Since this blog is called The Literary Lab, and we claim in the sidebar that we do experiments, let's have at it today! Pull on your lab coat and glasses and show me how you critique! There are no right or wrong answers.
(1) Read the paragraph below.
(2) Tell me in the comments if - you like it or not, why it works or doesn't, and if you think it needs some revision, what would you suggest (or even more interesting, how would you rewrite it?) Some questions to ask yourself if you're stuck as to what to look for: is it too passive? too telling? is it active? do the descriptions work? what do you know of the character so far, the story, the action?
Feel free to discuss and/or argue in the comments section. If you've seen this paragraph before please don't say so in the comments. Thanks. (No, I didn't write this paragraph so feel free to shred or praise as much as you like)
(3) Come back here after 7:00 EST. I will have posted below my thoughts on our experiment - or results, so to say.
It was a large, beautiful room, rich and picturesque in the soft, dim light which the maid had turned low. She went and stood at an open window and looked out upon the deep tangle of the garden below. All the mystery and witchery of the night seemed to have gathered there amid the perfumes and the dusky and tortuous outlines of flowers and foliage. She was seeking herself and finding herself in just such sweet, half-darkness which met her moods. But the voices were not soothing that came to her from the darkness and the sky above and the stars. They jeered and sounded mournful notes without promise, devoid even of hope. She turned back into the room and began to walk to and fro down its whole length, without stopping, without resting. She carried in her hands a thin handkerchief, which she tore into ribbons, rolled into a ball, and flung from her. Once she stopped, and taking off her wedding ring, flung it upon the carpet. When she saw it lying there, she stamped her heel upon it, striving to crush it. But her small boot heel did not make an indenture, not a mark upon the little glittering circlet.
Well, aside from talk of cookies and alcohol, you all stayed close on topic for the experiment. Thanks to everybody for your participation. It wouldn't have worked without you.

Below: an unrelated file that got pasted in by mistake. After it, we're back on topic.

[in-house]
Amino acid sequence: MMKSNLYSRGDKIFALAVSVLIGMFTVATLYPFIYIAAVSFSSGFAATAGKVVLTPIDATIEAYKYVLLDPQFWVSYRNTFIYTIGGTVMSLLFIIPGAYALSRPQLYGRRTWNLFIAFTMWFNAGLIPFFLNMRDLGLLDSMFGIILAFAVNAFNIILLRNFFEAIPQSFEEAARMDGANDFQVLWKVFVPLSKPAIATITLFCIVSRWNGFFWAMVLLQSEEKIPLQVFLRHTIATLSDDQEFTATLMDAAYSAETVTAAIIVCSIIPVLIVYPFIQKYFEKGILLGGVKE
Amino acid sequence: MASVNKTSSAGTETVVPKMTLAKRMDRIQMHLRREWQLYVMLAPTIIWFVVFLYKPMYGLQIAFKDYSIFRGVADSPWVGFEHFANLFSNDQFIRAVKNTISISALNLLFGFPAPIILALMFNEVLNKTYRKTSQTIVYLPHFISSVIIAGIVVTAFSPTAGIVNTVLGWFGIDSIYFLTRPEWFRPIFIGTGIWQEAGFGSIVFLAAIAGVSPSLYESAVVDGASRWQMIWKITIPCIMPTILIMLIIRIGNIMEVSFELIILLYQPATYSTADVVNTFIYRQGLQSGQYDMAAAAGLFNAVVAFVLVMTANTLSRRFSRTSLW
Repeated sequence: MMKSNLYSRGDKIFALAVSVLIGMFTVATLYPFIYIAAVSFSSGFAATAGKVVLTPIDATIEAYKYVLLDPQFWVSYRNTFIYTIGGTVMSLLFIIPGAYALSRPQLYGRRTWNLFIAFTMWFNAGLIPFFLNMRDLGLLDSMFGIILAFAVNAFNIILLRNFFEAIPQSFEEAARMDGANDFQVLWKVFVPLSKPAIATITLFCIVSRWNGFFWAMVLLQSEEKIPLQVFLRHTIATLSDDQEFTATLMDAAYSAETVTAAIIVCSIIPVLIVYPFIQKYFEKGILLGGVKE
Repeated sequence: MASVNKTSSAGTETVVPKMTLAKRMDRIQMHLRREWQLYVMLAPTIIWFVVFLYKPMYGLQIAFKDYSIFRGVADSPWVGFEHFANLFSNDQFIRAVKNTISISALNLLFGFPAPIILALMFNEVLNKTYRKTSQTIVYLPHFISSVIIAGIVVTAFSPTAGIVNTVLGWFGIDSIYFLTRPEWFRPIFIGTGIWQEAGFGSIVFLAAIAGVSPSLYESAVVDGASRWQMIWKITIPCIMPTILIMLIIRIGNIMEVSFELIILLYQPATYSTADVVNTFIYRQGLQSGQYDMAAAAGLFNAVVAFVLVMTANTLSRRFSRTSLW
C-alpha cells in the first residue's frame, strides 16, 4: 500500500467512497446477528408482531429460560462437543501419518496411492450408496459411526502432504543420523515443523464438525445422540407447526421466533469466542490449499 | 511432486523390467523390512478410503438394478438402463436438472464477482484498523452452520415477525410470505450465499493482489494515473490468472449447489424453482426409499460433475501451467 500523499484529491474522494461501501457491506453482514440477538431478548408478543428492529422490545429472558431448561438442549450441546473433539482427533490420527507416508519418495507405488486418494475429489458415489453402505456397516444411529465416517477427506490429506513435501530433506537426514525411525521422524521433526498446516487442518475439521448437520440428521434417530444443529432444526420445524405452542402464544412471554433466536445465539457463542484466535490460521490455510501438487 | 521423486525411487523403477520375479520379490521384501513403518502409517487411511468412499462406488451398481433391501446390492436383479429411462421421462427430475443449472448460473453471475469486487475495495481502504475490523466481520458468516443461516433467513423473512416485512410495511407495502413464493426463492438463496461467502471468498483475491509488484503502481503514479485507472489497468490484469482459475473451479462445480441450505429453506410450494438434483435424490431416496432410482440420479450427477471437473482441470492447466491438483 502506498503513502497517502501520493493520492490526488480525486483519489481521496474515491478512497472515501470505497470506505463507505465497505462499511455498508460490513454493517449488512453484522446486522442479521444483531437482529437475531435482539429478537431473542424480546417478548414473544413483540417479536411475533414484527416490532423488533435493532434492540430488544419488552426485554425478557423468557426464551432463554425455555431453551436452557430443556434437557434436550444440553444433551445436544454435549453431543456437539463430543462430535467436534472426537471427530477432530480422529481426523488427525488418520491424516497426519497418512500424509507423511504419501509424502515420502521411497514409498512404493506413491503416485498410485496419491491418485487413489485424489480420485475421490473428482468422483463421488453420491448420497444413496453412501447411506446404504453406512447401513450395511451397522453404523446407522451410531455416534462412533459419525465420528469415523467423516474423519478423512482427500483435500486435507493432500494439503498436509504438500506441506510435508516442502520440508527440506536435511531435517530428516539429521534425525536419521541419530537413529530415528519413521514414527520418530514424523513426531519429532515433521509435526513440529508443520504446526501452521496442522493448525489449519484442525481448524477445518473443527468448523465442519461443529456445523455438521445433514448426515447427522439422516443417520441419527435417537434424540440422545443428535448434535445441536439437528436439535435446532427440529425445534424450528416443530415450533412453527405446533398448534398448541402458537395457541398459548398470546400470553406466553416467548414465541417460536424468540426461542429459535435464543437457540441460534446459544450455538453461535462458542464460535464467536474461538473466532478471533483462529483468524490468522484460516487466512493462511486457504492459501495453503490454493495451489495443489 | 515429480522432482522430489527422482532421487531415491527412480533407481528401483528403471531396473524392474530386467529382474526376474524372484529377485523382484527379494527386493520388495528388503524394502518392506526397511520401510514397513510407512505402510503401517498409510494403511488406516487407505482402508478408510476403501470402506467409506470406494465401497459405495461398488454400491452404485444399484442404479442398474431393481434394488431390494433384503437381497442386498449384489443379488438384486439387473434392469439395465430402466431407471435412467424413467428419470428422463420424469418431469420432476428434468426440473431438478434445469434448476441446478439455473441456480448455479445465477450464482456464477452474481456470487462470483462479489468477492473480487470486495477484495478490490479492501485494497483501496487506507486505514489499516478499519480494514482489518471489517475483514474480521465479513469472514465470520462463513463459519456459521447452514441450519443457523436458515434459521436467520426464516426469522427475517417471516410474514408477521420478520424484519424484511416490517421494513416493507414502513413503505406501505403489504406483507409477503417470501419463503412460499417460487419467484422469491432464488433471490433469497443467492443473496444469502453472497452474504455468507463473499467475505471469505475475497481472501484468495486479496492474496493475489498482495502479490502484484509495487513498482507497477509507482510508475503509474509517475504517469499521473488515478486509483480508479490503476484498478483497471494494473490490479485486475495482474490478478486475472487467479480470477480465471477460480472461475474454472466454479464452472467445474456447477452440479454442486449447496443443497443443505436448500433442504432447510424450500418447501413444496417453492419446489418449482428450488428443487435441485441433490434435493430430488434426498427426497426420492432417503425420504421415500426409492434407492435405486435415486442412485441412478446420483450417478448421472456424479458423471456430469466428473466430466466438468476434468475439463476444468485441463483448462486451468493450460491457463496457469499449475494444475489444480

First of all, the paragraph came from one of my favorite novels (novella, really), The Awakening by Kate Chopin. This lovely lady here:
Taken from a wonderful site, here is a little bit about Kate:
American author Kate Chopin (1850–1904) wrote two novels and about a hundred short stories in the 1890s. Most of her fiction is set in Louisiana and most of her best-known work focuses on the lives of sensitive, intelligent women.I graduated college thinking everyone knew who Kate Chopin is. I was wrong. Not many people that I have met - even literary snobs like me, have read her. Which is a shame, but she's not up to everybody's liking. Still, I think she has left a great mark on American classical literature.
After 1969 [65 years after her death], when a biography sympathetic to The Awakening was published, along with an edition of her complete works, Kate Chopin became known throughout the world. She has attracted great attention from scholars and students, and her work has been translated into other languages, including French, Portuguese, Dutch, Polish, Korean, and Czech. She is today understood as a classic writer who speaks eloquently to contemporary concerns. The Awakening, "The Storm," "The Story of an Hour," "Désirée's Baby," and other stories appear in countless editions and are embraced by people for their sensitive, graceful, poetic depictions of women's lives.